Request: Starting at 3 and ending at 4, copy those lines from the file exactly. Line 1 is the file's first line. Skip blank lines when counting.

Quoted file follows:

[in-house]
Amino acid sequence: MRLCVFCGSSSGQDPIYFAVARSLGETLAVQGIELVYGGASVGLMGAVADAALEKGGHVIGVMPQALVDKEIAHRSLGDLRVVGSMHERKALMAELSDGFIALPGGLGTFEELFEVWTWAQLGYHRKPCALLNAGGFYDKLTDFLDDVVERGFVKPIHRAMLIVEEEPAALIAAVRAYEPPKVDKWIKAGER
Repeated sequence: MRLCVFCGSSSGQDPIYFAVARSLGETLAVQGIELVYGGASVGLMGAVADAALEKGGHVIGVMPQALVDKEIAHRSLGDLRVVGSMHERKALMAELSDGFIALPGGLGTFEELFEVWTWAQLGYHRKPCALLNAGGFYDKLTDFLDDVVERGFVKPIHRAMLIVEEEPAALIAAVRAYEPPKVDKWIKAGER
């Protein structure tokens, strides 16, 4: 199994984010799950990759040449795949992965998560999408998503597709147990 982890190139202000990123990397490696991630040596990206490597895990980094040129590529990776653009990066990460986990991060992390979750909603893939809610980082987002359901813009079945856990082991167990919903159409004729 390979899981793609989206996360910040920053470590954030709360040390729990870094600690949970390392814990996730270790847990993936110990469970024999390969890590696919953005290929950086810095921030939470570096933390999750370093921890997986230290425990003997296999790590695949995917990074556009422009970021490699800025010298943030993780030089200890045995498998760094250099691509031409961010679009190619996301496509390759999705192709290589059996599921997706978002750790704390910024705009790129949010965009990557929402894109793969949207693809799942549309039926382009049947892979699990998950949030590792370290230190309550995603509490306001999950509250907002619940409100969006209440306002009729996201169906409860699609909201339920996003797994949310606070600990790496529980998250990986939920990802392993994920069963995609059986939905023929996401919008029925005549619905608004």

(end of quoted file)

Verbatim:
Repeated sequence: MRLCVFCGSSSGQDPIYFAVARSLGETLAVQGIELVYGGASVGLMGAVADAALEKGGHVIGVMPQALVDKEIAHRSLGDLRVVGSMHERKALMAELSDGFIALPGGLGTFEELFEVWTWAQLGYHRKPCALLNAGGFYDKLTDFLDDVVERGFVKPIHRAMLIVEEEPAALIAAVRAYEPPKVDKWIKAGER
């Protein structure tokens, strides 16, 4: 199994984010799950990759040449795949992965998560999408998503597709147990 982890190139202000990123990397490696991630040596990206490597895990980094040129590529990776653009990066990460986990991060992390979750909603893939809610980082987002359901813009079945856990082991167990919903159409004729 390979899981793609989206996360910040920053470590954030709360040390729990870094600690949970390392814990996730270790847990993936110990469970024999390969890590696919953005290929950086810095921030939470570096933390999750370093921890997986230290425990003997296999790590695949995917990074556009422009970021490699800025010298943030993780030089200890045995498998760094250099691509031409961010679009190619996301496509390759999705192709290589059996599921997706978002750790704390910024705009790129949010965009990557929402894109793969949207693809799942549309039926382009049947892979699990998950949030590792370290230190309550995603509490306001999950509250907002619940409100969006209440306002009729996201169906409860699609909201339920996003797994949310606070600990790496529980998250990986939920990802392993994920069963995609059986939905023929996401919008029925005549619905608004």